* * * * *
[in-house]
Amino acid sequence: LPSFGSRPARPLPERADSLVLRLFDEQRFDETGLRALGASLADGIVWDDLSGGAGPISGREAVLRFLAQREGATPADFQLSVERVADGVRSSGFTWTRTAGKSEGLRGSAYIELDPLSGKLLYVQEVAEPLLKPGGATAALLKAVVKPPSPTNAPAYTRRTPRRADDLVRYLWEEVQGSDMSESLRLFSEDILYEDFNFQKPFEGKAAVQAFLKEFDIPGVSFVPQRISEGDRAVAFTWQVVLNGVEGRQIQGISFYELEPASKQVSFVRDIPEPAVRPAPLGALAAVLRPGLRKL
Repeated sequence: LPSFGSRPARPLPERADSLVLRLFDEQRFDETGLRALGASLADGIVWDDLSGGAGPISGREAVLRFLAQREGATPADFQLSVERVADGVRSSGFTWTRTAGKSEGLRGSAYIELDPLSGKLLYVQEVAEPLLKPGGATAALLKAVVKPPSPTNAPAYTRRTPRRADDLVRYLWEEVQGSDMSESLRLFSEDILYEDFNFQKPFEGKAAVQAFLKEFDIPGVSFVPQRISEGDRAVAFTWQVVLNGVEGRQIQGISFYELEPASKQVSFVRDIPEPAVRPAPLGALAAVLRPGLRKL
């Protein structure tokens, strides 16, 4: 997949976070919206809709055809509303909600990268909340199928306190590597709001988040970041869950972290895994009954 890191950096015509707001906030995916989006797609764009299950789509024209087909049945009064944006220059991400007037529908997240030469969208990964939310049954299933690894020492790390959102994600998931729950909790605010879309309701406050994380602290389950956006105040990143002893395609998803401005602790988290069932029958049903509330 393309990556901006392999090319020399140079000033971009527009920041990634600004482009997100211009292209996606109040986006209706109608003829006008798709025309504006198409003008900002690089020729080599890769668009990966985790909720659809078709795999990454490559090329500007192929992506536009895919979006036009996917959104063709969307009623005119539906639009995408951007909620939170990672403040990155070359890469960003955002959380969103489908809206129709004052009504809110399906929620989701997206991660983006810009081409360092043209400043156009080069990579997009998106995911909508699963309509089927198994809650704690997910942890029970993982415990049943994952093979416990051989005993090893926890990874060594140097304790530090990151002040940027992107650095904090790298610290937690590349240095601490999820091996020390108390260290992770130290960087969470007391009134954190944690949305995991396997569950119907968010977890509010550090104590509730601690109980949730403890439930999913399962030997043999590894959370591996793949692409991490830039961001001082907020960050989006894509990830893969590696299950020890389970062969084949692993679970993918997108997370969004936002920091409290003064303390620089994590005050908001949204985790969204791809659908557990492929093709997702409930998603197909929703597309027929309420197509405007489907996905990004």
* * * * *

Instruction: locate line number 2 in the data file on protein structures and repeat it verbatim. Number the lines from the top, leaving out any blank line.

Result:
Amino acid sequence: LPSFGSRPARPLPERADSLVLRLFDEQRFDETGLRALGASLADGIVWDDLSGGAGPISGREAVLRFLAQREGATPADFQLSVERVADGVRSSGFTWTRTAGKSEGLRGSAYIELDPLSGKLLYVQEVAEPLLKPGGATAALLKAVVKPPSPTNAPAYTRRTPRRADDLVRYLWEEVQGSDMSESLRLFSEDILYEDFNFQKPFEGKAAVQAFLKEFDIPGVSFVPQRISEGDRAVAFTWQVVLNGVEGRQIQGISFYELEPASKQVSFVRDIPEPAVRPAPLGALAAVLRPGLRKL